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Lift-off on Canadian 737 MAX tests

written by Hannah Dowling | August 27, 2020

An artist rendition of the Boeing 737 MAX. (Source: Australian Aviation archives).

The journey towards recertification continues for the troubled Boeing 737 MAX, as Canadian and US regulators officially join forces to begin this latest round of safety tests.

As of Wednesday morning, the latest 737 MAX safety tests, undertaken in conjunction with both Boeing and Transport Canada, are officially underway.

According to Twitter users and FlightAware data, pilots and regulators from the two entities took off from the Boeing field around 8:45am local time on Wednesday, onboard one of the troubled jets.

Testing between the two entities are required to skirt around current border closures between the United States and Canada, meaning that Canadian regulators and pilots will be required to be both picked up and dropped off on the MAX aircraft between each test.

“Mitigation measures due to COVID-19 have been established for the validation activities, including flight tests to ensure the health and safety of Transport Canada employees,” said a Transport Canada spokesperson.

This latest safety test comes two months on from a previous evaluation undertaken by the US Federal Aviation Administration, which saw the federal regulator impose a number of recommended design changes to the aircraft.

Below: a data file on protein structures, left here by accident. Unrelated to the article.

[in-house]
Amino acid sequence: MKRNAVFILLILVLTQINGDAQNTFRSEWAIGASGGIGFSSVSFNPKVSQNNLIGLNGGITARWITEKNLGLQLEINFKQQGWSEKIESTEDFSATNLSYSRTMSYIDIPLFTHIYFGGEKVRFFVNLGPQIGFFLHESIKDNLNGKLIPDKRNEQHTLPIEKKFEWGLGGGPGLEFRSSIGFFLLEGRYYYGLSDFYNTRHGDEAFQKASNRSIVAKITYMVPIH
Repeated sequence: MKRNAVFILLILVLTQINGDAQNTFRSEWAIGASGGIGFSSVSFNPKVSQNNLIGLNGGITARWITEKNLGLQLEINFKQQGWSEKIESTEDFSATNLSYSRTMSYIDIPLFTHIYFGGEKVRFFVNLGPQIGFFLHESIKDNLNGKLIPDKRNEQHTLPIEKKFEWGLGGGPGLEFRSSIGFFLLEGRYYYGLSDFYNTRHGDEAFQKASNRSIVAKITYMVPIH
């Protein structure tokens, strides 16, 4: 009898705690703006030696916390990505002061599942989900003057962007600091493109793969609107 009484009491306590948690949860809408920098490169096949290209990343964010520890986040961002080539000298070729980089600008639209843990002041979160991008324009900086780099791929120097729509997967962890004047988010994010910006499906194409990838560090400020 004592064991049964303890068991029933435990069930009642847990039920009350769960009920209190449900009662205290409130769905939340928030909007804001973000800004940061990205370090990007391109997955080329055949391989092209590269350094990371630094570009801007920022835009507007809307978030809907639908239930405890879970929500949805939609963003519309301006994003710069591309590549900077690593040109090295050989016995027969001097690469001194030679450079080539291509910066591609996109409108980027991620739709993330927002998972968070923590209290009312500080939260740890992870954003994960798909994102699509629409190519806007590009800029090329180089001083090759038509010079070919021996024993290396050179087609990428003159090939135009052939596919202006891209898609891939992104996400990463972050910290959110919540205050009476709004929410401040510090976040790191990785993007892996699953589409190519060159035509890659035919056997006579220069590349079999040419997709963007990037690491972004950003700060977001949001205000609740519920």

The airliner is still yet to be awarded recertification, or have its global grounding of the aircraft lifted, however this next round of tests brings Boeing one step closer. 


It is not expected that the 737 MAX will return to commercial use until at least 2021.

The Canadian tests serve as a part of the regulator’s “independent review” on whether to validate Boeing and the FAA’s proposed changes to the aircraft, Transport Canada said previously.

Transport Canada is also the first foreign regulator to conduct any testing activities since the aircraft was grounded in March 2019.

The aircraft was issued with a global grounding order following two fatal crashes in Ethiopia and Indonesia that killed a total of 346 people.

Following rigorous testing, pilots on the aircraft will also be subject to a series of updated procedures and additional training, also deemed necessary before the plane can be classified as safe to return to the skies.


  • Andy


    Ok, let’s assume the tests go well. Then, as a global show of confidence, I think the entire Boeing board and senior executive team should fly with their families on an around the world flight. Unfortunately I won’t be available!

  • Karl


    I am sure Nobody in hi right Mind will ever fly in a 737 Max

  • Karl


    I am sure Nobody in hi right Mind will ever fly in a 737 Max
    In 45 years of flying in manny countries and many different Aircraft’s I know.

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